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Component Diagrams


This document is intended to provide a baseline understanding for what, why, and how to incorporate Component Diagrams as part of your engagement. Regarding the how, the section at the bottom will provide tools and plugins to streamline as much as possible when generating Component Diagrams through VSCode.

Wikipedia defines UML Component Diagrams as:

a component diagram depicts how components are wired together to form larger components or software systems.

Component Diagrams are a type of a static structure because it focuses on the responsibility and relationships between components as part of the overall system or solution.

It is not supposed to inform about the data flow, the caller or callee responsibilities, the request flows, nor any other "behavior" related characteristics.

...Hold on a second... what is a Component?

A Component is a runnable solution that performs a set of operations and can possibly be interfaced through a particular API. One can think of Components as a "stand alone" piece of software - think datastores, microservices, serverless functions, user interfaces, etc...

Essential Takeaways

The primary two takeaways from a Component Diagram should be:

  • A quick view of all the various components (User Interface, Service, Data Storage) involved in the system
  • The immediate "touch points" that a particular Component has with other Components, including how that "touch point" is accomplished (HTTP, FTP, etc...)

Depending on the complexity of the system, a team might decide to create several Component Diagrams. Where there is one diagram per Component (depicting all it's immediate "touch points" with other Components).

Or if a system is simple, the team might decide to create a single Component Diagram capturing all Components in the diagram.

When to Create?

Because Component Diagrams represent a high level overview of the entire system from a Component focus, it is recommended to begin the creation of this diagram from the beginning of an engagement, and update it as the various Components are identified, developed, and introduced into the system. Otherwise, if this is left till later, then there is risk that:

  • the team won't be able to identify areas of improvement
  • the team or other necessary stakeholders won't have a full understanding on how the system works as it is being developed

Because of the inherent granularity of the system, the Component Diagrams won't have to be updated as often as Class Diagrams. Things that might merit updating a Component Diagram could be:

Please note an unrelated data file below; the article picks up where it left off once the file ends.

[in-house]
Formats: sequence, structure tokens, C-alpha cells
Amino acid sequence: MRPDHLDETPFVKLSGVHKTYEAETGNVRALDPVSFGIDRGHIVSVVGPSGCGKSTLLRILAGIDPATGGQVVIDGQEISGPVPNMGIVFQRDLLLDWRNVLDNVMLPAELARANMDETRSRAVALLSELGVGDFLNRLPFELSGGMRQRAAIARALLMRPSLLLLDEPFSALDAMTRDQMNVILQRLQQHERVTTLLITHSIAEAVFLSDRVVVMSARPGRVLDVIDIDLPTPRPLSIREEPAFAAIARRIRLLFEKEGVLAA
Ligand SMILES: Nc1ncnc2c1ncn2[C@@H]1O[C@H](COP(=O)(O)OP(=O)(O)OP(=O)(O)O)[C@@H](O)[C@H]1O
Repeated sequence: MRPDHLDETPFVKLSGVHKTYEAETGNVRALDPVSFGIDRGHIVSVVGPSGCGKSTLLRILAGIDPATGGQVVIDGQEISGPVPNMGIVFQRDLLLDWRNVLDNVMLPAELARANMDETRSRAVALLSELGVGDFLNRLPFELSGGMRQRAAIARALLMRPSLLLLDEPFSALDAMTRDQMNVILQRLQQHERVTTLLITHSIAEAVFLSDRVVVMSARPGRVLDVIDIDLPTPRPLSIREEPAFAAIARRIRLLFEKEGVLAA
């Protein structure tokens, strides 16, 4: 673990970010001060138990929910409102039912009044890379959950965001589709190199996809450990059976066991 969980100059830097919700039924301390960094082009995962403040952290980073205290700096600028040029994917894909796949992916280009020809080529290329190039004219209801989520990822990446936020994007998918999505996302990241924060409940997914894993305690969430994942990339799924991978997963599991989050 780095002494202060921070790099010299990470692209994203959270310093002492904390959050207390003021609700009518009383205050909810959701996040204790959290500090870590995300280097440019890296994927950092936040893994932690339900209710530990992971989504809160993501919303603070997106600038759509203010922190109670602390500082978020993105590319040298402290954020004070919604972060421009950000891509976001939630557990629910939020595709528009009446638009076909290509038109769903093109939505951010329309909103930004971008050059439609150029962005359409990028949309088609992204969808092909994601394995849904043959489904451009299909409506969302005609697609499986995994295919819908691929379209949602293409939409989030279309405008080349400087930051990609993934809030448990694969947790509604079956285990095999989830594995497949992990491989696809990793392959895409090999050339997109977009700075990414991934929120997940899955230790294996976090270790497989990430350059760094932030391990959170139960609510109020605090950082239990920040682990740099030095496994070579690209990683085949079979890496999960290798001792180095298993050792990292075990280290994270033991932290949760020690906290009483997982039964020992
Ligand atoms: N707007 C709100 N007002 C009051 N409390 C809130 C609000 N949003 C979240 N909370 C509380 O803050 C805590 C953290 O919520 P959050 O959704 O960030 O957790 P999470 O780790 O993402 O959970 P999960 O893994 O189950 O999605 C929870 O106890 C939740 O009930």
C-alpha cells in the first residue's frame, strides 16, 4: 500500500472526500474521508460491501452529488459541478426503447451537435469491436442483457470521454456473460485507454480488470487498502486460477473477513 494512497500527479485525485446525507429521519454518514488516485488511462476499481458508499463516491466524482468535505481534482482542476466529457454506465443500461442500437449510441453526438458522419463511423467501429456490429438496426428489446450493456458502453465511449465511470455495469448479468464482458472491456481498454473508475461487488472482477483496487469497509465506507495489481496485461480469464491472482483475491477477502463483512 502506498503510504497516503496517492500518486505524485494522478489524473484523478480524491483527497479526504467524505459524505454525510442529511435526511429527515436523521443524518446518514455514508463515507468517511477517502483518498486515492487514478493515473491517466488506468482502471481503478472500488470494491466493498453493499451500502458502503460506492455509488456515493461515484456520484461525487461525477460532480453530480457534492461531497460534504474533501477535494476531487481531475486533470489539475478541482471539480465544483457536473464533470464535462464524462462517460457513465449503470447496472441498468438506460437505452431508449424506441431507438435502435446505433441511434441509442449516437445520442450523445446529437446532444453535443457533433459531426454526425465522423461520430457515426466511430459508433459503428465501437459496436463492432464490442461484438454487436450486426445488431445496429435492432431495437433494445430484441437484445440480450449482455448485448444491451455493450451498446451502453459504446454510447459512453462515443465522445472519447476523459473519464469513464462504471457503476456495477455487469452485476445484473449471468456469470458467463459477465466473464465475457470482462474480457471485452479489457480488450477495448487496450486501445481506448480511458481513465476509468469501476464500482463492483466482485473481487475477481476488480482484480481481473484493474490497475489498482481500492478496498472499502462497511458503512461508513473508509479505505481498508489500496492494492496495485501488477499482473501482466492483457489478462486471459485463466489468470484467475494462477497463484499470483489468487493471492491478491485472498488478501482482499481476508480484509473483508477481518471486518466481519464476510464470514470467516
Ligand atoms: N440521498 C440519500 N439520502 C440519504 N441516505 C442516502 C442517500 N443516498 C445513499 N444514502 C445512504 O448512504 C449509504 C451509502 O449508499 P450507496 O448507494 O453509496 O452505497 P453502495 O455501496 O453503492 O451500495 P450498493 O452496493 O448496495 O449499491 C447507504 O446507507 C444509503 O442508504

• A deletion or addition of a new Component into the system
  • A change to a system Component's interaction APIs
  • A change to a system Component's immediate "touch points" with other Components

Because Component Diagrams focuses on informing the various "touch points" between Components, it requires some upfront thought in order to determine what Components are needed and what interaction mechanisms are most effective per the system requirements. This amount of upfront thought should be approached in a pragmatic manner - as the design may evolve over time, and that is perfectly fine, as long as changes are influenced based on functional requirements and non-functional requirements.


Below are some basic examples:





Because Component Diagrams will be changing periodically, it's recommended to "publish" an image of the generated diagram periodically. The frequency might vary as the engagement proceeds.

The below approach can be used to assist the team on how often to update the published version of the diagram:

  • At the beginning of the engagement, publishing an "envisioned" version of the Component Diagram will provide a common visual to all engineers when working on the different parts of the solution
  • Throughout the engagement, update the published diagram periodically. Ideally whenever a new Component is introduced into the system, or whenever a new "touch point" occurs between Components

Depending on the tool being used, automatic versioning might be performed whenever an update to the Diagram is performed. If not, it is recommended to capture distinct versions whenever there is a particular customer need to have a snapshot of the project at a particular point in time. The hard requirement is that the latest diagram should be published and everyone should know how to access it as the customer hand-off approaches.


Last update: March 26, 2023